Cases from C.J.

Supreme Court of the State of Delaware
Delaware Supreme Court Says Trade Secret Violation Can Be A Valid Business Judgment

When DuPont wasn’t able to create a product that could compete with “Roundup Ready,” it created a product that combined its own technology with that of Monsanto, the original “Roundup Ready” manufacturer. Monsanto sued DuPont for patent infringement, resulting in a settlement in which DuPont agreed to pay Monsanto $1.7 billion over ten years in exchange for a licensing agreement. One of DuPont’s stockholders, a Pennsylvania pension fund, brought a derivative suit against DuPont for breach of fiduciary duty in connection with DuPont’s “combined technology” product. In May 2015, the Delaware Chancery Court dismissed the derivative lawsuit, but another investor attempted to revive the derivative suit. The Chancery Court said the investor failed to show that the board’s refusal to take legal action was an invalid exercise of business judgment. On January 28, 2016, the Chancery Court affirmed the dismissal of the derivative suit.

United States District Court for the Northern District of Oklahoma
ND Okla. Orders Reasonable Royalties under UTSA

On September 27, 2012, the Northern District of Oklahoma found that “exceptional circumstances” existed in a dispute between competing aerial broadcast camera makers, warranting the imposition of reasonable royalties in place of a prohibitory injunction under Section 87(B) of the Oklahoma UTSA.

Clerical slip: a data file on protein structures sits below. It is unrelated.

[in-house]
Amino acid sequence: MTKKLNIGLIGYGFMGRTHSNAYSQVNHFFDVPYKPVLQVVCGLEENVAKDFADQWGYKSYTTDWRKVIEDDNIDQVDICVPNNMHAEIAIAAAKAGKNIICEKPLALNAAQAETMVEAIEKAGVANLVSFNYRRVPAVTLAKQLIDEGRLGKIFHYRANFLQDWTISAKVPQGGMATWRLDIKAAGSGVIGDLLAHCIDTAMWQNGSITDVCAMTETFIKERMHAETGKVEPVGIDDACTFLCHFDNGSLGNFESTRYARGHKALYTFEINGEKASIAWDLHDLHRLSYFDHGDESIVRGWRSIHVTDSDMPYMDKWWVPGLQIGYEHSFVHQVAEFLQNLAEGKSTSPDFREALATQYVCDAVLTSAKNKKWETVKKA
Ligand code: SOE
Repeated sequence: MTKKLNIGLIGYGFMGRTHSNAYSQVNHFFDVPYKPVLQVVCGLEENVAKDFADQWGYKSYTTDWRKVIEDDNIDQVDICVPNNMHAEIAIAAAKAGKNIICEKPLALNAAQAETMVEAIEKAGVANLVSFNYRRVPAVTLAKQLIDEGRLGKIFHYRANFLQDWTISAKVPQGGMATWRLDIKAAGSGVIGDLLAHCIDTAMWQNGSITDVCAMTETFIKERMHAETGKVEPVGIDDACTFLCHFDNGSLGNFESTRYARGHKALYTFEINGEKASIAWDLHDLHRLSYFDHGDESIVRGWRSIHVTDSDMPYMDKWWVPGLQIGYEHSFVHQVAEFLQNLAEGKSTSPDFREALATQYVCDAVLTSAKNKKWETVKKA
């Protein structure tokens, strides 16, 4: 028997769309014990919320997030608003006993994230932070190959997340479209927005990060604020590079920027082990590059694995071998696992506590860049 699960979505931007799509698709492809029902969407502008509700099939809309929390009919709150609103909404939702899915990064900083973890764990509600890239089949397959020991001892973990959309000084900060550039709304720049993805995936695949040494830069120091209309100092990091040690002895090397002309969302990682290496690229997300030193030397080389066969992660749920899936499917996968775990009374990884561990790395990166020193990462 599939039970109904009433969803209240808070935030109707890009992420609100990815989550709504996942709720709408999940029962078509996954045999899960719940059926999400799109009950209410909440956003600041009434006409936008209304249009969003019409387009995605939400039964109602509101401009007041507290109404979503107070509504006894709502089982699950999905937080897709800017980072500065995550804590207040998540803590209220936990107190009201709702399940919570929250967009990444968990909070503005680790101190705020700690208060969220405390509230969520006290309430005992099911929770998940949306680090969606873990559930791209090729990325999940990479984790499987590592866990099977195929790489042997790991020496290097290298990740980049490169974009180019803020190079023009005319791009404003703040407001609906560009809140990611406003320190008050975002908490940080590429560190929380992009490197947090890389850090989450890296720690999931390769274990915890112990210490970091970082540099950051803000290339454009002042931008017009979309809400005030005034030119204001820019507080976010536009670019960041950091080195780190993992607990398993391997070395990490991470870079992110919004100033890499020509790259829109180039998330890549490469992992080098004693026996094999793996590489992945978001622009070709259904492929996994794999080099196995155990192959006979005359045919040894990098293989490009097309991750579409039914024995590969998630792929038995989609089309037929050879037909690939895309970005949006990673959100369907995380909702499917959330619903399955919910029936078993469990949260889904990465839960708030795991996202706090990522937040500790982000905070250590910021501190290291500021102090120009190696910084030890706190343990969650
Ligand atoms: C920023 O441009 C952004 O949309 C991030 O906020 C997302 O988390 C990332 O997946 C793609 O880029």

A jury found misappropriation of trade secrets belonging to plaintiff Skycam, LLC in September, 2011. On Skycam’s Application for Injunction, the court held that forward-looking relief in the form of a permanent injunction was warranted, finding (inter alia) that “the threatened injury outweighs the harm that the injunction may cause” and that the injunction would not “adversely affect the public interest” as required by Tenth Circuit law.

The court found, however, that because these conditions were not met with respect to a prohibitory injunction, but only with respect to the imposition of a reasonable royalty, the case presented a set of “exceptional circumstances” under the meaning of the UTSA.
First, the court agreed with defendant Actioncam, LLC that a prohibitory injuction would “put [it] out of business,” also noting that the existence of direct competition between the parties, and thus the benefit to Skycam of a prohibitory injunction, was in question. The court further held that a prohibitive injunction would be in derogation of the public interest because it would “eliminate competition and technologal innovation” in the market for aerial cameras.

Damages in the case had been based on a flat and per-event royalty through the date of the judgment. The court therefore ordered further per-event royalties lasting from the date of the judgment and ending 42 months after the defendant’s system had entered the for-profit market. The amount and duration of these royalties were determined on the basis of the plaintiff's expert testimony.